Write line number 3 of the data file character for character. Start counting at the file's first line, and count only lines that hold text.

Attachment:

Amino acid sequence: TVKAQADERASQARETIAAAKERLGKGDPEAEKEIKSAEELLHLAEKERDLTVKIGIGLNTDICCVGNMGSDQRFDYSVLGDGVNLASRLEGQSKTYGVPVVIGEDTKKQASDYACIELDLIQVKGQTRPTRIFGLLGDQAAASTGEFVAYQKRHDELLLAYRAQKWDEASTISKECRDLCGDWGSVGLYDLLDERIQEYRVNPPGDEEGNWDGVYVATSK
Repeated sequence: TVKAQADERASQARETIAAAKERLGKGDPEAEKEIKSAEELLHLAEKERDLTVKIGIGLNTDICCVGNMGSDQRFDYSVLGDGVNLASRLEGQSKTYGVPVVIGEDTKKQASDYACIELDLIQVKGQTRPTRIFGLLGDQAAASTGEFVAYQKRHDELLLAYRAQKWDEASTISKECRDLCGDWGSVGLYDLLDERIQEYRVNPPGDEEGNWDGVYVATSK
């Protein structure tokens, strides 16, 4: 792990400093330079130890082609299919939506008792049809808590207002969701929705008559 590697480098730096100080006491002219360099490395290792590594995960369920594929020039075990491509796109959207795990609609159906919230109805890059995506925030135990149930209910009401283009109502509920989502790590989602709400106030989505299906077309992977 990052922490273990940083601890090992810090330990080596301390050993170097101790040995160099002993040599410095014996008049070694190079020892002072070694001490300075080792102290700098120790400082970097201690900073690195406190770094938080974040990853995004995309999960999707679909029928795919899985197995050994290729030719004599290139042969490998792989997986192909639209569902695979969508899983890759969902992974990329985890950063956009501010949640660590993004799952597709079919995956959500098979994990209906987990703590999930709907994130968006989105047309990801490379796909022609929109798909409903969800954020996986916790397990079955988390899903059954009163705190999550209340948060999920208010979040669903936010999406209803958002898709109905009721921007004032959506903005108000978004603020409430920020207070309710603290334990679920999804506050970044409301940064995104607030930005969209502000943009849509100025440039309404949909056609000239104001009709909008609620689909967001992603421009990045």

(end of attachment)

């Protein structure tokens, strides 16, 4: 792990400093330079130890082609299919939506008792049809808590207002969701929705008559 590697480098730096100080006491002219360099490395290792590594995960369920594929020039075990491509796109959207795990609609159906919230109805890059995506925030135990149930209910009401283009109502509920989502790590989602709400106030989505299906077309992977 990052922490273990940083601890090992810090330990080596301390050993170097101790040995160099002993040599410095014996008049070694190079020892002072070694001490300075080792102290700098120790400082970097201690900073690195406190770094938080974040990853995004995309999960999707679909029928795919899985197995050994290729030719004599290139042969490998792989997986192909639209569902695979969508899983890759969902992974990329985890950063956009501010949640660590993004799952597709079919995956959500098979994990209906987990703590999930709907994130968006989105047309990801490379796909022609929109798909409903969800954020996986916790397990079955988390899903059954009163705190999550209340948060999920208010979040669903936010999406209803958002898709109905009721921007004032959506903005108000978004603020409430920020207070309710603290334990679920999804506050970044409301940064995104607030930005969209502000943009849509100025440039309404949909056609000239104001009709909008609620689909967001992603421009990045």